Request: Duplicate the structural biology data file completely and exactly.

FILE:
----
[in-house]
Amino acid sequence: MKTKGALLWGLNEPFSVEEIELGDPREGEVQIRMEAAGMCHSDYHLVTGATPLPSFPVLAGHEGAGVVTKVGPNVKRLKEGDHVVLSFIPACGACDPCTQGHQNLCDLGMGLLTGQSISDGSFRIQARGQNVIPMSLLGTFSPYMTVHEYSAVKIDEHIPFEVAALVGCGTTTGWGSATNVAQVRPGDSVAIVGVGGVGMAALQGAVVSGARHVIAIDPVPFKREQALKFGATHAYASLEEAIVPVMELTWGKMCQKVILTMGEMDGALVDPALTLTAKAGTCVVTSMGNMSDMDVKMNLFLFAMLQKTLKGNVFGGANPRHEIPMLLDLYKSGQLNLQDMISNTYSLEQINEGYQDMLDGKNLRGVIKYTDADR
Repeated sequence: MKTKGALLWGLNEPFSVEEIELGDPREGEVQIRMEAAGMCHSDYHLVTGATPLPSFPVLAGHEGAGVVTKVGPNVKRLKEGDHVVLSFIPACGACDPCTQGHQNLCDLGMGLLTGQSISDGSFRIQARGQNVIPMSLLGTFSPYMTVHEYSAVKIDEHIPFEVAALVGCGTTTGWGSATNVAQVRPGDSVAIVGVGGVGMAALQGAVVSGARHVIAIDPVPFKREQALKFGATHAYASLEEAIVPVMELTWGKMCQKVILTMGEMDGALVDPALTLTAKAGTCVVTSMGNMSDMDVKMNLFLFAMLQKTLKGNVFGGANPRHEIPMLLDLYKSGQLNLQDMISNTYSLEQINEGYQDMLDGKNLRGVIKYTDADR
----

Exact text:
[in-house]
Amino acid sequence: MKTKGALLWGLNEPFSVEEIELGDPREGEVQIRMEAAGMCHSDYHLVTGATPLPSFPVLAGHEGAGVVTKVGPNVKRLKEGDHVVLSFIPACGACDPCTQGHQNLCDLGMGLLTGQSISDGSFRIQARGQNVIPMSLLGTFSPYMTVHEYSAVKIDEHIPFEVAALVGCGTTTGWGSATNVAQVRPGDSVAIVGVGGVGMAALQGAVVSGARHVIAIDPVPFKREQALKFGATHAYASLEEAIVPVMELTWGKMCQKVILTMGEMDGALVDPALTLTAKAGTCVVTSMGNMSDMDVKMNLFLFAMLQKTLKGNVFGGANPRHEIPMLLDLYKSGQLNLQDMISNTYSLEQINEGYQDMLDGKNLRGVIKYTDADR
Repeated sequence: MKTKGALLWGLNEPFSVEEIELGDPREGEVQIRMEAAGMCHSDYHLVTGATPLPSFPVLAGHEGAGVVTKVGPNVKRLKEGDHVVLSFIPACGACDPCTQGHQNLCDLGMGLLTGQSISDGSFRIQARGQNVIPMSLLGTFSPYMTVHEYSAVKIDEHIPFEVAALVGCGTTTGWGSATNVAQVRPGDSVAIVGVGGVGMAALQGAVVSGARHVIAIDPVPFKREQALKFGATHAYASLEEAIVPVMELTWGKMCQKVILTMGEMDGALVDPALTLTAKAGTCVVTSMGNMSDMDVKMNLFLFAMLQKTLKGNVFGGANPRHEIPMLLDLYKSGQLNLQDMISNTYSLEQINEGYQDMLDGKNLRGVIKYTDADR